Monday, September 25, 2006

Cinnamon Rolls

Cinnamon rolls can be easily purchased at many Japanese bakeries in Tokyo. There's only one problem. They're pretty terrible. For the most part, they're dried out and lacking in both cinnamon and sugar flavor. If they're glazed, they are iced with what tastes like a part yogurt or part cream cheese frosting which can be somewhat sour, rubbery or high in fat and low in sugar.

My husband has told me that there are a few Cinnabon shops around Tokyo though I've never been to one or seen one myself. A web search reveals that there are at least a few in central Tokyo (Kichijoji and Ikebukuro, to name a few places). Part of the reason why I don't know where they are is that I actually don't like cinnamon rolls all that much and part of it is he gets around Tokyo more than I. My husband loves cinnamon rolls but he tries to avoid sugar. About once a year though, he does indulge.

Even though I don't like to eat them, I do like to make them and since my husband had a taste for some yesterday, I made a batch. There's something very satisfying about both dealing with the yeast-risen dough and making the pinwheels. The recipe I use is a modified orange rolls recipe:


1 T. dry yeast softened in 1/4 cup lukewarm water for 5-15 minutes
1/4 cup brown sugar
1/4 cup butter cut into small pieces
1/4 cup scalded milk + 2 T. cold milk
1 large egg
3/4 t. salt
2 cups all-purpose flour

In a mixing bowl, whisk sugar, butter, salt and scalded milk. Cool then add egg, 2 T. cold milk and yeast mixture. Gradually add the flour until it forms a stiff dough. You may need a little more or less than 2 cups. Knead the dough on a floured surface until it is smooth and satiny (about 3-5 minutes). Place the dough in a greased bowl, cover with plastic wrap and allow to rise for about an hour in a warm place. The dough should double in size.

After it has risen, divide the dough in half (use a knife to cut it). Roll out thinly (about the thickness of a tortilla) into a long rectangular shape. Spread filling (see below) over the dough. Roll up lengthwise and cut into pinwheels slightly smaller than the height of the pan you'll be baking in.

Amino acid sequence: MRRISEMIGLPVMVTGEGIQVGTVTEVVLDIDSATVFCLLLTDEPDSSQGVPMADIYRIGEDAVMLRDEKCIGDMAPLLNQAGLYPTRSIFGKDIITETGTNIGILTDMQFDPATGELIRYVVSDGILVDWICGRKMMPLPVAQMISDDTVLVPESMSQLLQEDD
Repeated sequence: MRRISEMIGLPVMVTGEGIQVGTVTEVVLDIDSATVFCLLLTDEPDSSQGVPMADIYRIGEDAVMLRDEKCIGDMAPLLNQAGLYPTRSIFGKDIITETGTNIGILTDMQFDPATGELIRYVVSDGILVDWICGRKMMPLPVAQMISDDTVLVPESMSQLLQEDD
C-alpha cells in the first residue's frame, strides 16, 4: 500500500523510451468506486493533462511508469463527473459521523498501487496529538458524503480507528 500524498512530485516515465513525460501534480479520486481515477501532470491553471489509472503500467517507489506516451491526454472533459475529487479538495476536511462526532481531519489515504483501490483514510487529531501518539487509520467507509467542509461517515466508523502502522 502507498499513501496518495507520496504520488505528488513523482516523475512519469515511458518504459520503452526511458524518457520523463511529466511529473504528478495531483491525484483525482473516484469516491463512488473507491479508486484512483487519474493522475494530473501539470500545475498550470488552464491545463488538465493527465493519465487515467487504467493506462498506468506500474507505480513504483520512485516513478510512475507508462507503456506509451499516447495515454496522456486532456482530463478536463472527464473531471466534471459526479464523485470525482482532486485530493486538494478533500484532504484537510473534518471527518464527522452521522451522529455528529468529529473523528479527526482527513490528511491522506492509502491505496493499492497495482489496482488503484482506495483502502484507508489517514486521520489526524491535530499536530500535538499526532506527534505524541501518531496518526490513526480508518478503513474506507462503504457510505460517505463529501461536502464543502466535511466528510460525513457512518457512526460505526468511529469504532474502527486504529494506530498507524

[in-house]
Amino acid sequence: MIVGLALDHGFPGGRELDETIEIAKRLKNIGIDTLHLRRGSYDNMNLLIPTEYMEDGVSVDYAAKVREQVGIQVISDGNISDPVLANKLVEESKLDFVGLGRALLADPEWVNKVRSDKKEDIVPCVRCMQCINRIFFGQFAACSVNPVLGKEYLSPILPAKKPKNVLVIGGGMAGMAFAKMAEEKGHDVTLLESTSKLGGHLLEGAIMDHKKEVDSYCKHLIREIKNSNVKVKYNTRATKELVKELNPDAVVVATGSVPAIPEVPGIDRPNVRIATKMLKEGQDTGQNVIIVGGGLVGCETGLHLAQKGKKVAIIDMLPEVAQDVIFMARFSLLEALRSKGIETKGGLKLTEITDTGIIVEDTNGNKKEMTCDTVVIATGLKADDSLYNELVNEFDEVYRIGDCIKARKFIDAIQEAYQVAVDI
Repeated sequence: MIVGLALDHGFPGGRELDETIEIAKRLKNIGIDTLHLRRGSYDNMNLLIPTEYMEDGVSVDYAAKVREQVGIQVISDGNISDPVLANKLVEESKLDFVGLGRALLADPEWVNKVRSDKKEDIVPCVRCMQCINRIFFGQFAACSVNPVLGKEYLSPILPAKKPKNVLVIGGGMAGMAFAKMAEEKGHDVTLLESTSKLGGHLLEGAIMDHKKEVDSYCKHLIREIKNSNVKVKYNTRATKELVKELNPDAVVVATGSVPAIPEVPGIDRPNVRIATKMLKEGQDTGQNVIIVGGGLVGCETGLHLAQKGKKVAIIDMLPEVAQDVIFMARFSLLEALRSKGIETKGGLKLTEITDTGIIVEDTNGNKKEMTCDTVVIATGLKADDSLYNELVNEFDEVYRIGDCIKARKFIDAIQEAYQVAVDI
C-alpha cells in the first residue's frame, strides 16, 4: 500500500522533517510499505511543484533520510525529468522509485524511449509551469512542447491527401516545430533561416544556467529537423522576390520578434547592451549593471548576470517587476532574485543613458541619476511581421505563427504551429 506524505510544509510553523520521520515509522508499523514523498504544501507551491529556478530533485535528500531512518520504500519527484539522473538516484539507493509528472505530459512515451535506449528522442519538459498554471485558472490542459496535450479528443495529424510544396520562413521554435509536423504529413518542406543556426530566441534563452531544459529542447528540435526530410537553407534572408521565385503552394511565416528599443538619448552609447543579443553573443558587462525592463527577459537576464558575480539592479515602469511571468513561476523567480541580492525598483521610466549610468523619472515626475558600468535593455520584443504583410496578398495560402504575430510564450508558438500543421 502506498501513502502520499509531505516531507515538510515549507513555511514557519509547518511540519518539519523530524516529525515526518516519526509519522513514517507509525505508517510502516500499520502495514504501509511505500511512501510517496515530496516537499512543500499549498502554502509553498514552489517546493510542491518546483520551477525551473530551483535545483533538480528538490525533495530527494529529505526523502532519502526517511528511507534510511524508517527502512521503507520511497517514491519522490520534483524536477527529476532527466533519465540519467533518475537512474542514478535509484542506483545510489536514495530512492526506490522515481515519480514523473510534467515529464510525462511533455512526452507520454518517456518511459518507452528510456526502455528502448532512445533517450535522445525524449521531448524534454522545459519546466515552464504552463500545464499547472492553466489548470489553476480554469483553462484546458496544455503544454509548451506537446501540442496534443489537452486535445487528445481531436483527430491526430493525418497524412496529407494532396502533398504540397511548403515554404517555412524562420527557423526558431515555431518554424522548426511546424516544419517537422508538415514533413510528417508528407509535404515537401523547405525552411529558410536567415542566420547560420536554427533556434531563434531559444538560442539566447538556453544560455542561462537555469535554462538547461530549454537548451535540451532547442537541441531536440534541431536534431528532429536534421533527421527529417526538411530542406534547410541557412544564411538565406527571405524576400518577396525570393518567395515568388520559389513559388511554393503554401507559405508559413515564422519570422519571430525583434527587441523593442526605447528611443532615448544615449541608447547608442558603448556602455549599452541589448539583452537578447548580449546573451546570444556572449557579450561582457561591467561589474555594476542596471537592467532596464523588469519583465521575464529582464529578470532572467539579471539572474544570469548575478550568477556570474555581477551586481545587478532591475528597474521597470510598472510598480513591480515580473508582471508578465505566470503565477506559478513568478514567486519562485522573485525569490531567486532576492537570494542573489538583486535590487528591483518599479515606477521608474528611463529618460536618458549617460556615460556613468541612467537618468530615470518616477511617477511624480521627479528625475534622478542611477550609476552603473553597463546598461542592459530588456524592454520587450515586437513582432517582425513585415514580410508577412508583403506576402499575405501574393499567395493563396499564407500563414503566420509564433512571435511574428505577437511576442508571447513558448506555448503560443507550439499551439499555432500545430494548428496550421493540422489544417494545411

Place the about 9 pinwheels in a 9" square pan or 12 in a 9" x 12" pan. There should be about 1-2 inches between each. Cover each pan with plastic wrap and allow to rise again for an hour or two. The dough should rise enough such that the rolls nearly touch each other in the pan.

Preheat the oven to 350 degrees F. or 175 degrees C. Remove the plastic wrap from the rolls and bake for between 20 and 30 minutes until the tops are golden. Be careful not to overbake them or the filling will get hard and the bread will dry out. Baking time is affected by the size and type of pan. Shallow, thinner pans need less time than deeper, thicker pans. Glaze if desired.


1/2 cup butter, softened
1 cup brown sugar
4 T. cinnamon

Cream the ingredients together and set aside. Soften the butter if necessary to make it spreadable but do not melt it!


1/2 cup powdered sugar
dash of vanilla essence
1-2 T. whole milk

This recipe makes rolls that are very light and tender. They are much less heavy and bread-like than most cinnamon rolls. They also have a very strong cinnamon element so you may want to reduce the amount of cinnamon in the filling if you like a more subdued flavor.

The rolls also freeze well though it's better if you freeze them without icing and glaze them after they've thawed. Usually, I end up freezing at least half of them since my husband can't eat them quickly enough.

They smell great and are lovely to wake up to, even if you don't eat them. ;-)


Roy said...

Those look delicious. And I have to agree about your assessment of the state of cinnamon rolls in Japan. While I think Japan excels in importing and improving on so many things. Cinnamon rolls are not one of them. Donuts, apple pies, any kind of sandwich, milkshakes, hot dogs are some other tragedies.

Shari said...

Ooo, calling them "tradgedies" is cool. I wish I'd said that. ;-)

I can't comment on the state of apple pies, milkshakes or hot dogs since I never eat them but I'm right behind you 100% on sandwiches. The only decent sandwiches are at expensive western places like Kua'aina. My husband and I indulge in their sandwiches once a year.

Every once in awhile, I get a serious raving for a sandwich with fresh shaved turkey, muenster, and fresh veggies on a kaiser roll. And I know there's no way I'm going to get one. I can't even get the necessary ingredients to make one myself. Even National Azabu Supermarket has sub-par fresh turkey and I don't think I've every seen muenster or decent Kaisar rolls.

Still, once I go home, I'm guessing I'll be thinking about how much I miss yakitori, the pure evil of Cocoichiban curry, and white bean cakes. You can't have it all. ;-)

Roy said...

I have been on a quest for turkey for as long as I can remember.

Shari said...

I don't think I've ever seen turkey at Hanamasa. I guess they no longer carry it, even during the holiday season. Or maybe we just check at the wrong times.

The best turkey in Tokyo is the boneless Norbest whole turkey from the FBC deli. You have to cook it yourself but it is delicious and easy to cut because they've managed to suck out all the bones but leave it otherwise intact. Unfortunately, it's also pretty expensive.

Supposedly, you can get frozen Butterball turkeys from Queen's Chef in Shinjuku. I'm thinking of sending my hubby out to investigate this year around Thanksgiving.